Thursday, December 8, 2011
Memories of Freehold: Freehold Inspires My "Little Dance" by Sharon N. Williams
Whenever I’ve worked with Freehold, they’ve made an impact on my life. And my result to said impact is always the same. I end up doing a crazy dance, I start grinning from ear to ear, and I may even jump up and down. Because that is what Freehold has meant to me. This organization has brought insurmountable joy in my life and to my quest to pursue my passion.
When I first started my organization, The Mahogany Project, George Lewis contacted me. I was sitting at my desk at my day job when George asked if I would be interested in participating in the Studio Series. I was calm on the phone but it took all my strength to stay in my chair. I maintained my professionalism. I didn’t give a definite "yes", I asked some questions and then told him I would get back to him soon. As soon as I hung up the phone, I was on my feet and doing my little dance. We showcased an excerpt from the first play I had ever written a few months later.
The second time I did my little dance was when I decided I wanted to take the solo performance aspect of my repertoire to the next level. What better way to challenge myself than to sign up for Marya Sea Kaminiski’s Solo Performance course? And what a challenge it was.
Now, the first week of the class I was feeling good. I went home with a bunch of ideas for pieces to create for the class. Week two, I went home and I had nothing. I started to feel like I didn’t belong. I couldn’t write. I couldn’t even edit the material I created after the first class! I confessed this to Marya and she encouraged me to just come to the class. So I did. I even told my class that I couldn’t write anything. But it didn’t seem to matter. We just continued with the class. I finally got my voice back a week or so later, but I still had doubt on whether not I belonged. I constantly questioned if being a solo performer was right for me.
At the end of the course I ended up sharing a story that I’ve never shared before and that to this day I still can’t share with my family. But the response I received from the audience that night and the feeling I had after sharing my story was one that made me jump up and down, do my little dance, and grin from ear to ear. By the time you read this I would have performed my second one act solo performance and I already have plans to create many more. Big shout out to my Solo Performance class for sharing this journey with me. I miss you guys.
The third time Freehold made me do my little dance was when Robin Lynn Smith called one morning to ask if I would consider being a teaching artist for the Engaged Theatre program at the Washington Correctional Center for Women, The Ordinary Heroes. The morning Robin called I’d been thinking that I had wanted to focus on storytelling for my next show. I would ask my family and friends to write stories for me to share in my next solo piece. I had already spoken to one of my friends that same morning and she agreed. But when Robin called, I had to play it cool. She shared with me the details of the project. And I shared with her, how I wasn’t and had never been a teaching artist. I could tell she wasn’t accepting "no" for an answer. She believed I could do it and she wanted me to be on the team. I played it cool and even though I knew I was going to do it as soon as she asked. I told her I would think about it and let her know. Little did she know when I hung up the phone I jumped up from my desk, did my little dance, grinned from ear to ear, and then called one my colleagues to tell her the awesome news.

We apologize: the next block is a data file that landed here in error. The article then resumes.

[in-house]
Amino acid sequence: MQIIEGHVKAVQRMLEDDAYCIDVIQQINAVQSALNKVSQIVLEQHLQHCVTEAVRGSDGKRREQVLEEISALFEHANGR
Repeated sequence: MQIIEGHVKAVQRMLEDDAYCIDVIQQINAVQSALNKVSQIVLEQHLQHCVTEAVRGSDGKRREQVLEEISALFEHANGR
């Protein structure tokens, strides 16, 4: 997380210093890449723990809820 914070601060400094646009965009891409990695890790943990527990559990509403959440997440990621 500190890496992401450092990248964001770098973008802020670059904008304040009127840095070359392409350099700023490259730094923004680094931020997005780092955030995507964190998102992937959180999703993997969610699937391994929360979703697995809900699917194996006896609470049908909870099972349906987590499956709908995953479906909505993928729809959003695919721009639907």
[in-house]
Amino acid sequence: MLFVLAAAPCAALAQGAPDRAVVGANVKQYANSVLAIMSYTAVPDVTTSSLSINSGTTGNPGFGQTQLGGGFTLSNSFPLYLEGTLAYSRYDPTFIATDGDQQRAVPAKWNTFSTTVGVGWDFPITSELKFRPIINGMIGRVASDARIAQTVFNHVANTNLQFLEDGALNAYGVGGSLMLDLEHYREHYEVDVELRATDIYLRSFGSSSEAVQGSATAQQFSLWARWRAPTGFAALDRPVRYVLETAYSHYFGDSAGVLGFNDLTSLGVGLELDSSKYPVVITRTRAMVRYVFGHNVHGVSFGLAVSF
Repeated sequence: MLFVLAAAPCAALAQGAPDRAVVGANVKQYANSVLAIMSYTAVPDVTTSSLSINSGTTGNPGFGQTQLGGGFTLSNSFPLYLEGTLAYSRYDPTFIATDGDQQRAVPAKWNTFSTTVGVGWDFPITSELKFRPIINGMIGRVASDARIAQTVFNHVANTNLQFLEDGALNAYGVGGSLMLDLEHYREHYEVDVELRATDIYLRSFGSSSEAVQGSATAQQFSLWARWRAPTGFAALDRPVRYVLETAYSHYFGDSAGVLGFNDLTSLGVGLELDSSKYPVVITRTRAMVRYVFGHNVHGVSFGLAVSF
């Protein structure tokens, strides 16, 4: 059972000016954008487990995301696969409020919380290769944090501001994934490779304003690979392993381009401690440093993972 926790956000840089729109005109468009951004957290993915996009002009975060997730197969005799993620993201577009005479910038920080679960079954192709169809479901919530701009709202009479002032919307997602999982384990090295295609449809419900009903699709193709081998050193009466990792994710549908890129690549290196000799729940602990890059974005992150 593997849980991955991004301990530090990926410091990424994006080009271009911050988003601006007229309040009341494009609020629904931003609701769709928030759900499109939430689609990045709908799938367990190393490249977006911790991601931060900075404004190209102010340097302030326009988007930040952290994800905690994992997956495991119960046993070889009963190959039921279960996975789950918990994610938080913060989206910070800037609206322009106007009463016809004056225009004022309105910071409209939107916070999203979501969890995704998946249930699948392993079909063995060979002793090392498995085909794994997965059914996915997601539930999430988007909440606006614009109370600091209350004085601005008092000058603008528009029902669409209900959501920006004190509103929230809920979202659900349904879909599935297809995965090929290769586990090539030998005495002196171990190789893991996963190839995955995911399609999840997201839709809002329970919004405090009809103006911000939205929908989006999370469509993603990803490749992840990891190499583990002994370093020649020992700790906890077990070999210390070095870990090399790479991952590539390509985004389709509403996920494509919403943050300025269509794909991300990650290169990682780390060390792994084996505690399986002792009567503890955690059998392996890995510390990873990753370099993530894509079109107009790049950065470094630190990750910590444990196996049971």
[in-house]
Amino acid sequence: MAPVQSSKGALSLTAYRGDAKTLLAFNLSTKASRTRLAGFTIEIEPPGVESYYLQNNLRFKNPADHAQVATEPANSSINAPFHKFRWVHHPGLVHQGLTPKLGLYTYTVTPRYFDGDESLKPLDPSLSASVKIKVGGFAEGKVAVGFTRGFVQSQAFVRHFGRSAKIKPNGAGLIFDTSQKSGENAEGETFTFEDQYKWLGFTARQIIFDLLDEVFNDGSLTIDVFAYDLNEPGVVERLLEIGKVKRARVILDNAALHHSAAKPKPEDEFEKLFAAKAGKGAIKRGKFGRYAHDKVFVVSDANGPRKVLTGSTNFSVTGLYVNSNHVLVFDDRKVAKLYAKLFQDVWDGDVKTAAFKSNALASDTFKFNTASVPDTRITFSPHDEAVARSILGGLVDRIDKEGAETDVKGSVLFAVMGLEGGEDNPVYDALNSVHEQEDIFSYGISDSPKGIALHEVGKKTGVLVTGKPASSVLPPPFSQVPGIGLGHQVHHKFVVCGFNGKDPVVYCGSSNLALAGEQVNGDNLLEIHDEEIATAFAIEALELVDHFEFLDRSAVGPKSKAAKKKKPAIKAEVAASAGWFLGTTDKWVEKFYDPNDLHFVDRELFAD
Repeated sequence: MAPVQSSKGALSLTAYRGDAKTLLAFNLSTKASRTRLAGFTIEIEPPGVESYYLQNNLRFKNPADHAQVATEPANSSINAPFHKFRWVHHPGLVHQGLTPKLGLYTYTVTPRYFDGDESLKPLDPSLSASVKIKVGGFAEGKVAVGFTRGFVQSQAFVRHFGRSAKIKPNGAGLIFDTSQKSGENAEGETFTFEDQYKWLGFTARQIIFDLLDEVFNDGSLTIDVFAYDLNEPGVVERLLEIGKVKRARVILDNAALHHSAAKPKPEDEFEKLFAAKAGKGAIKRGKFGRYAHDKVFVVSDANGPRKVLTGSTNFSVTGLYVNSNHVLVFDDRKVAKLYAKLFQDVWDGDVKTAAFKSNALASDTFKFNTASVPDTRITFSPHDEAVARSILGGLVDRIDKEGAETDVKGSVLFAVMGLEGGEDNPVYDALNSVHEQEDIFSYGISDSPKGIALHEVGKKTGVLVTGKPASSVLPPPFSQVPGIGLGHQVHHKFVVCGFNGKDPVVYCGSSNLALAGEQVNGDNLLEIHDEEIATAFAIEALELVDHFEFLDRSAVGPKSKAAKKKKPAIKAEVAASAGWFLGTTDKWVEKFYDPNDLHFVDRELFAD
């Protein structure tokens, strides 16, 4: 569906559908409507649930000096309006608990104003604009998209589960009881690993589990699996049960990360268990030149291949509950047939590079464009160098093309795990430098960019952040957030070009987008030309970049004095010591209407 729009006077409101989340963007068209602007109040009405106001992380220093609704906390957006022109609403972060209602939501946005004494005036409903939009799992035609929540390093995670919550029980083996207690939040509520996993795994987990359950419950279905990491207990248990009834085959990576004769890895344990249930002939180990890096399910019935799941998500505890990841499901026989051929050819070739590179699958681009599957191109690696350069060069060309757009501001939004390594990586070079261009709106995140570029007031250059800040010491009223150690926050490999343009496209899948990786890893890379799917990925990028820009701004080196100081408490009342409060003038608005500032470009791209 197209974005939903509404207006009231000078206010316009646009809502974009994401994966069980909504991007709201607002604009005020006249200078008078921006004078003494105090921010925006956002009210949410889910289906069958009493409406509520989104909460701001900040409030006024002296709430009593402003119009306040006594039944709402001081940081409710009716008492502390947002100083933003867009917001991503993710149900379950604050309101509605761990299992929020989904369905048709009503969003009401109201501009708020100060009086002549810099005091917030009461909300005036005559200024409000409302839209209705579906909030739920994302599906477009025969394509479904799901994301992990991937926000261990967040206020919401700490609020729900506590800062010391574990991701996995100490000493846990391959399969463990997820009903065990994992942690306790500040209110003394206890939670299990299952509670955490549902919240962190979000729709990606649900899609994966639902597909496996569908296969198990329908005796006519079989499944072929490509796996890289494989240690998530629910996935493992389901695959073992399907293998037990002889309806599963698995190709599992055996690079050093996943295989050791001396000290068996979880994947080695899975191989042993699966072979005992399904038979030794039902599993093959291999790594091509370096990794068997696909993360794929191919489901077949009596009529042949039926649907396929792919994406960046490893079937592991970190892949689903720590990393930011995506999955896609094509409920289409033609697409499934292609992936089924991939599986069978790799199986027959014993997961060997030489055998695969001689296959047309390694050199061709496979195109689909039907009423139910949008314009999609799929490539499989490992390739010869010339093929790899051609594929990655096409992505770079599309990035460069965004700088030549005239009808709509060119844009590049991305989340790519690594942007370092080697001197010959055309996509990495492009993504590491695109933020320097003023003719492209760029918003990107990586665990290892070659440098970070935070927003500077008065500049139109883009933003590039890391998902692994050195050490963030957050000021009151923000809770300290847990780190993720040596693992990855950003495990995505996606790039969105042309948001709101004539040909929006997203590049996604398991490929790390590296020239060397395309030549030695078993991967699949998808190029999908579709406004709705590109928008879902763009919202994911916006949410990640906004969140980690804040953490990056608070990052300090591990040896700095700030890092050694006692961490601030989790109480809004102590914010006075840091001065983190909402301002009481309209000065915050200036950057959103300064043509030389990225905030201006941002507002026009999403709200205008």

I didn’t know what to expect when I walked into that prison for the first time. I’ve watched television and movies just like you, so I believed in whatever stereotypes there were about prison. To my surprise it was exactly like television. Well the shell of the experience is exactly like television, but when you walk into that room with the women and the door closes, it doesn’t seem like prison. The women look like you and me, talk like you and me, and have issues just like you and me. We always give them an exercise hoping that they will take it and run with it. They always exceed our expectations and everyone involved with this project goes on a life changing journey. The women we are when we walk in isn’t the same women that walk out. I’m not just saying that for the teaching artists.
Freehold has showcased my work, helped me develop my work, and has helped shape me as an individual. There are many other times Freehold has caused me to do my little dance, to grow as both an artist and a person. I can honestly say that Freehold is one of the organizations that I have to give much respect and love to for aiding me in pursuing my passion. Thank you Freehold for 20 years of joy.
For more information on Sharon Williams' work on The Mahogany Project, go to: